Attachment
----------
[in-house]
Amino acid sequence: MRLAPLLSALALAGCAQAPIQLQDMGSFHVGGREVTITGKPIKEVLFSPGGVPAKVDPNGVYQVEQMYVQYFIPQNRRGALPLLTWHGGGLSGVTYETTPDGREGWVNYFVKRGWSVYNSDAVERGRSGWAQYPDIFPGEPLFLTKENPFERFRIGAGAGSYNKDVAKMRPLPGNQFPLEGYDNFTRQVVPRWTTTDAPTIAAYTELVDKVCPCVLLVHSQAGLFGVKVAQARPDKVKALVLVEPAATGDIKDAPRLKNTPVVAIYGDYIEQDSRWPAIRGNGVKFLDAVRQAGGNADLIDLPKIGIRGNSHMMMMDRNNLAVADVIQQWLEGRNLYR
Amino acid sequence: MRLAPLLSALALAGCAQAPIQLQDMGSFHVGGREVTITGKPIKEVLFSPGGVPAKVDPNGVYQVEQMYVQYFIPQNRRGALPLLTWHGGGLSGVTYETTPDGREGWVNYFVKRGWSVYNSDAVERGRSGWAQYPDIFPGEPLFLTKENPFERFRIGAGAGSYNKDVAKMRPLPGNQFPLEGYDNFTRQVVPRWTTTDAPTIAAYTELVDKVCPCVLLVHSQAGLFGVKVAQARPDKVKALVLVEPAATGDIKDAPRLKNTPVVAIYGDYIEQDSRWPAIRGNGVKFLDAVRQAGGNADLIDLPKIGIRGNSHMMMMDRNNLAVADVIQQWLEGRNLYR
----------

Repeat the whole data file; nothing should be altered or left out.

[in-house]
Amino acid sequence: MRLAPLLSALALAGCAQAPIQLQDMGSFHVGGREVTITGKPIKEVLFSPGGVPAKVDPNGVYQVEQMYVQYFIPQNRRGALPLLTWHGGGLSGVTYETTPDGREGWVNYFVKRGWSVYNSDAVERGRSGWAQYPDIFPGEPLFLTKENPFERFRIGAGAGSYNKDVAKMRPLPGNQFPLEGYDNFTRQVVPRWTTTDAPTIAAYTELVDKVCPCVLLVHSQAGLFGVKVAQARPDKVKALVLVEPAATGDIKDAPRLKNTPVVAIYGDYIEQDSRWPAIRGNGVKFLDAVRQAGGNADLIDLPKIGIRGNSHMMMMDRNNLAVADVIQQWLEGRNLYR
Amino acid sequence: MRLAPLLSALALAGCAQAPIQLQDMGSFHVGGREVTITGKPIKEVLFSPGGVPAKVDPNGVYQVEQMYVQYFIPQNRRGALPLLTWHGGGLSGVTYETTPDGREGWVNYFVKRGWSVYNSDAVERGRSGWAQYPDIFPGEPLFLTKENPFERFRIGAGAGSYNKDVAKMRPLPGNQFPLEGYDNFTRQVVPRWTTTDAPTIAAYTELVDKVCPCVLLVHSQAGLFGVKVAQARPDKVKALVLVEPAATGDIKDAPRLKNTPVVAIYGDYIEQDSRWPAIRGNGVKFLDAVRQAGGNADLIDLPKIGIRGNSHMMMMDRNNLAVADVIQQWLEGRNLYR